Baby Growth at 36 Weeks Pregnant
You’ve made it to the beginning of month 9, can you believe it? You’re growing ever-closer to your baby’s birthday. By now your little babe is about 6 pounds and 18.5 inches long and the size of a big bunch of kale. They’re just about the perfect size for you to snuggle but they need a little more time to continue developing, so don’t will them out too soon. Your baby is getting chunkier each day, working on building out those delicious fat rolls that make your baby look more like an infant each day.
Their digestive system, though not active until they have their first drink of milk from your breast or a bottle, is about ready for the outside world so get those diapers ready – you’ll sure be needing them in a few short weeks. They’ll first expel a dark, tar-like substance called meconium when they are born; a substance that they’ve been working on in your womb by swallowing the fluid in the amniotic sac and other secretions.
Your baby is also looking more and more cleaned up everyday as they shed their lanugo (the hair covering that’s helped keep them warm). In addition, they are ditching their waxy covering called vernix which has kept them protected while growing in the amniotic fluid.
Baby’s listening! Your baby’s little ears are well developed at this point and may even recognize your voice, your heartbeat or even the music you and your partner love to listen to. Your baby loves listening to your voice all day long as you talk on the phone, speak in meetings or joke around with your partner.
Where is baby? Hopefully your baby is positioned head down in the ideal position. If your baby is presently breech, your doctor may discuss a procedure to help flip the baby (called an external cephalic version) which essentially means they push on your belly in a certain way to get the baby to flip into the head-down position.
You may also experience a sensation called “dropping” or “lightening” when your baby drops its head down, engaging in your lower pelvis. When this happens you may notice you’re able to eat full meals again, breath a bit easier and your heartburn may disappear.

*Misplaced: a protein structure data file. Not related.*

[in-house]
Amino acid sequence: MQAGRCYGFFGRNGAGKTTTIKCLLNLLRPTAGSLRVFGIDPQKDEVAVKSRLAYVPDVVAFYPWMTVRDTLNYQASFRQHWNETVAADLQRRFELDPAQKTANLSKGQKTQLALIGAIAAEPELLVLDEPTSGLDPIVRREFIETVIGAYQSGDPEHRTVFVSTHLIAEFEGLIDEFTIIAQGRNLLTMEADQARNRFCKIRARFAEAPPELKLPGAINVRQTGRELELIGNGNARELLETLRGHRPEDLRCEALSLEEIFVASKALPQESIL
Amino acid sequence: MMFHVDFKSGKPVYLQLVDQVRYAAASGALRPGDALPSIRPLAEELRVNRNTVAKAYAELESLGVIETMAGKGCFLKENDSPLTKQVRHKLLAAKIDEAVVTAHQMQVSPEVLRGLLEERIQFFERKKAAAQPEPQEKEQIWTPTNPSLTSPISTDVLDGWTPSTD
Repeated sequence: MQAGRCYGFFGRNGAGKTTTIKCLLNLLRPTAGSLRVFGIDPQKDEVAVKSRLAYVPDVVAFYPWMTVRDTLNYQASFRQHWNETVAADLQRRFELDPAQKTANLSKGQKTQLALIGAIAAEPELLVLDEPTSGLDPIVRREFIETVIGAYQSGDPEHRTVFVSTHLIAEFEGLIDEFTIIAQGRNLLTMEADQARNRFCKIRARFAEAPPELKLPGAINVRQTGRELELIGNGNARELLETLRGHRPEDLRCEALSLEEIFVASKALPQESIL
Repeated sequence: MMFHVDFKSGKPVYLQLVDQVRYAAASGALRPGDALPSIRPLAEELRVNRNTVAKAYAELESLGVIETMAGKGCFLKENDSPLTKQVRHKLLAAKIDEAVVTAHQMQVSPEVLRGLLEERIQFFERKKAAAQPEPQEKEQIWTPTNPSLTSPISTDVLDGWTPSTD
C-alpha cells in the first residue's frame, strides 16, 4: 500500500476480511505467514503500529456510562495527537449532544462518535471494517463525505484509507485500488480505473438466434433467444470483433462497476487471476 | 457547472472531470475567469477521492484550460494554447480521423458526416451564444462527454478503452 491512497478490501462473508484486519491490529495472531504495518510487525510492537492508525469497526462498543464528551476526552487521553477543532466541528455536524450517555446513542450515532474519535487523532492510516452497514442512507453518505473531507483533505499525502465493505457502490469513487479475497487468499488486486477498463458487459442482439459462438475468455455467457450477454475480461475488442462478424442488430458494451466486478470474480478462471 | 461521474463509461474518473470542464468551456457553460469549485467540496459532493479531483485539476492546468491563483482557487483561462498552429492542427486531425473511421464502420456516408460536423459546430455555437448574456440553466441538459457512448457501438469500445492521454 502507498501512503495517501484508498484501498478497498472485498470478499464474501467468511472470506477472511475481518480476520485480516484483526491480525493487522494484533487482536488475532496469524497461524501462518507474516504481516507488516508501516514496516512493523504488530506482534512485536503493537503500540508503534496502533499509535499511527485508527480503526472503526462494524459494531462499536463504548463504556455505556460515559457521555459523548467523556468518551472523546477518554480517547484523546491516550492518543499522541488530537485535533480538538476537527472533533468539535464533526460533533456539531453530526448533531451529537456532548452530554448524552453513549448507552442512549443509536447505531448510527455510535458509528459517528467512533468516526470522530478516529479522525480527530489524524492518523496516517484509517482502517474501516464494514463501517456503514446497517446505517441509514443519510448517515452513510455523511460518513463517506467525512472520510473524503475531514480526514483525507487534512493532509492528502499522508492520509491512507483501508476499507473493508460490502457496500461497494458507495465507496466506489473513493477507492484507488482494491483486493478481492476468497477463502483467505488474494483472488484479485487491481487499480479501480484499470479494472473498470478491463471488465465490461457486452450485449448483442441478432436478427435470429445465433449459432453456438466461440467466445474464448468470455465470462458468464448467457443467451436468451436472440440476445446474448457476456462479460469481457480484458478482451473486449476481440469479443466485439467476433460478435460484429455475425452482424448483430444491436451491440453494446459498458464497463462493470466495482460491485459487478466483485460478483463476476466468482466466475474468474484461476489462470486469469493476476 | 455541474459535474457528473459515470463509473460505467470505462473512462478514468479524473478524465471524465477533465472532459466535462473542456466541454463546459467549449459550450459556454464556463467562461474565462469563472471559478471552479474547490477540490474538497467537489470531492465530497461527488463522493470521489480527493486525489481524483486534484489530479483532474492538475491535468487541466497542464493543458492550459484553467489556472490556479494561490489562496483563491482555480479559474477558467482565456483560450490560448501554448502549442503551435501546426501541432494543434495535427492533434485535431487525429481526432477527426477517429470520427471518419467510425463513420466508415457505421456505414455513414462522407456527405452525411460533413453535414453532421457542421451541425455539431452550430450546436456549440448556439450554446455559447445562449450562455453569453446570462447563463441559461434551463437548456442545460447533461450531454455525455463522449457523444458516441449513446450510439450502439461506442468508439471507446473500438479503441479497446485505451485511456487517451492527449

You and Your Body at Pregnancy 36 Weeks
You’re in your last month of pregnancy, can you believe it? Your baby is nearly ready for its delivery day, and you’re likely feeling ready yourself! You’re probably finding it tough to get around with your big belly and your walk may have transformed into a cute pregnancy waddle at this point. All of your muscles, tendons, and ligaments are loosening and relaxing in preparation to spread more easily for the delivery of your baby.
During your visit this week or next, your doctor will likely do a test for group B strep (GBS) which is a kind of bacteria that can be found in the vagina. While the bacteria itself is typically not harmful, there are concerns that a group B positive mother could pass this bacteria to a newborn infant that could cause a serious infection. You may hear the word “strep” and think of a sore throat, but this one will be a vaginal swab. It’s a painless procedure, more mild than a pap smear, so don’t be surprised when you’re asked to undress from the waist down for this check up.
Typical Symptoms at 36 Weeks Pregnant
You may be experiencing some pain in your pelvis, right where your pelvic bones meet in your lower abdomen. This is due to ligament laxity as your body prepares to open itself for delivery of your child. Your baby’s head is creating downward pressure now in their ‘head down’ position and it can make for quite a painful pelvis. If your pain is severe, you may find relief working with a physical therapist or a chiropractor who can show you techniques to relieve the pain.